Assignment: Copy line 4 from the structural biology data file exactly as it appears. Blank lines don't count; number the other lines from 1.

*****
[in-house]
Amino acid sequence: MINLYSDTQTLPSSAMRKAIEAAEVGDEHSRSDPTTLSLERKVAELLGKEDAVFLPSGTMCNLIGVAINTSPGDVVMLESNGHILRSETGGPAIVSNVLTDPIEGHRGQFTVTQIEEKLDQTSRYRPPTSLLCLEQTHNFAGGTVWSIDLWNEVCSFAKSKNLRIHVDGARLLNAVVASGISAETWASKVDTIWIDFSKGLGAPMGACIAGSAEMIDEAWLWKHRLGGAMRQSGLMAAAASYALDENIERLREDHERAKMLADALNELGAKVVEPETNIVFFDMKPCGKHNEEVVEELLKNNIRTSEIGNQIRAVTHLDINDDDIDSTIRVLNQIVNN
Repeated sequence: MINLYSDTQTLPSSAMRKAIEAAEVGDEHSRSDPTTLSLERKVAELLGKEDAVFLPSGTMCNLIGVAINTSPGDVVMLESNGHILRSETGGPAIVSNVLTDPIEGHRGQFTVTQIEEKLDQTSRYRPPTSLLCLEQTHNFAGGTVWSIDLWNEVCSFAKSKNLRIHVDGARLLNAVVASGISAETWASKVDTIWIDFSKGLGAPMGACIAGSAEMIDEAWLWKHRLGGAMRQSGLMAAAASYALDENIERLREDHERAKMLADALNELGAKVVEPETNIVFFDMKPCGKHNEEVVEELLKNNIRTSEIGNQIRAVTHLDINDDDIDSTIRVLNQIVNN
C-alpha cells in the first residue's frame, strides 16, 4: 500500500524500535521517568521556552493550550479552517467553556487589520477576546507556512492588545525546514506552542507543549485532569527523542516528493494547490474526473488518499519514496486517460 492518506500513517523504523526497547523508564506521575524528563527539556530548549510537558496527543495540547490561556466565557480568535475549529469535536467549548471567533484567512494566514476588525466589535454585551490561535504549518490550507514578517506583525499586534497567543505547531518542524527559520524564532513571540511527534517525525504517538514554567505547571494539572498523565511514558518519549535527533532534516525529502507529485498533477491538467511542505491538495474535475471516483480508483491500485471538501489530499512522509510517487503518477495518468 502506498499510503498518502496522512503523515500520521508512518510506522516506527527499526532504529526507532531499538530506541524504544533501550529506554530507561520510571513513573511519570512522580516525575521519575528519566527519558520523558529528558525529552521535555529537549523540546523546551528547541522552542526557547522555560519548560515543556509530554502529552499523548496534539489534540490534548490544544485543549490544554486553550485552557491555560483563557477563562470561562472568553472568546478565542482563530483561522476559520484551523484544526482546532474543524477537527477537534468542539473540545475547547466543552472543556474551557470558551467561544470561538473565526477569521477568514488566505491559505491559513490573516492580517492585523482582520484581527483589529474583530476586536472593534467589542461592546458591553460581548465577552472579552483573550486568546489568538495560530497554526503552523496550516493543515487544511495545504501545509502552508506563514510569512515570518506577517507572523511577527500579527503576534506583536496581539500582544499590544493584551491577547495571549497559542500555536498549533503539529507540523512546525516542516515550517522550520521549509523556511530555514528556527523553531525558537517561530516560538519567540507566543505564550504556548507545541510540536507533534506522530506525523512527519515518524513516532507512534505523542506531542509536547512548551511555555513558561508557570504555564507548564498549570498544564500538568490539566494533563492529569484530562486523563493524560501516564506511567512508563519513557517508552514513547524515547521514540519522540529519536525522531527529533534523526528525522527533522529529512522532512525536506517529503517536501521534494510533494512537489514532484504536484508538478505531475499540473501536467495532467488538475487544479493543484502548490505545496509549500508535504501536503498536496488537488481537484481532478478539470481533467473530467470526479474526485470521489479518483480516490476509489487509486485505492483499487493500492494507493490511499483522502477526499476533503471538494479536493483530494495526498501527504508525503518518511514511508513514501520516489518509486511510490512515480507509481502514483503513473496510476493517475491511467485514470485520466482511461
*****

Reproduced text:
C-alpha cells in the first residue's frame, strides 16, 4: 500500500524500535521517568521556552493550550479552517467553556487589520477576546507556512492588545525546514506552542507543549485532569527523542516528493494547490474526473488518499519514496486517460 492518506500513517523504523526497547523508564506521575524528563527539556530548549510537558496527543495540547490561556466565557480568535475549529469535536467549548471567533484567512494566514476588525466589535454585551490561535504549518490550507514578517506583525499586534497567543505547531518542524527559520524564532513571540511527534517525525504517538514554567505547571494539572498523565511514558518519549535527533532534516525529502507529485498533477491538467511542505491538495474535475471516483480508483491500485471538501489530499512522509510517487503518477495518468 502506498499510503498518502496522512503523515500520521508512518510506522516506527527499526532504529526507532531499538530506541524504544533501550529506554530507561520510571513513573511519570512522580516525575521519575528519566527519558520523558529528558525529552521535555529537549523540546523546551528547541522552542526557547522555560519548560515543556509530554502529552499523548496534539489534540490534548490544544485543549490544554486553550485552557491555560483563557477563562470561562472568553472568546478565542482563530483561522476559520484551523484544526482546532474543524477537527477537534468542539473540545475547547466543552472543556474551557470558551467561544470561538473565526477569521477568514488566505491559505491559513490573516492580517492585523482582520484581527483589529474583530476586536472593534467589542461592546458591553460581548465577552472579552483573550486568546489568538495560530497554526503552523496550516493543515487544511495545504501545509502552508506563514510569512515570518506577517507572523511577527500579527503576534506583536496581539500582544499590544493584551491577547495571549497559542500555536498549533503539529507540523512546525516542516515550517522550520521549509523556511530555514528556527523553531525558537517561530516560538519567540507566543505564550504556548507545541510540536507533534506522530506525523512527519515518524513516532507512534505523542506531542509536547512548551511555555513558561508557570504555564507548564498549570498544564500538568490539566494533563492529569484530562486523563493524560501516564506511567512508563519513557517508552514513547524515547521514540519522540529519536525522531527529533534523526528525522527533522529529512522532512525536506517529503517536501521534494510533494512537489514532484504536484508538478505531475499540473501536467495532467488538475487544479493543484502548490505545496509549500508535504501536503498536496488537488481537484481532478478539470481533467473530467470526479474526485470521489479518483480516490476509489487509486485505492483499487493500492494507493490511499483522502477526499476533503471538494479536493483530494495526498501527504508525503518518511514511508513514501520516489518509486511510490512515480507509481502514483503513473496510476493517475491511467485514470485520466482511461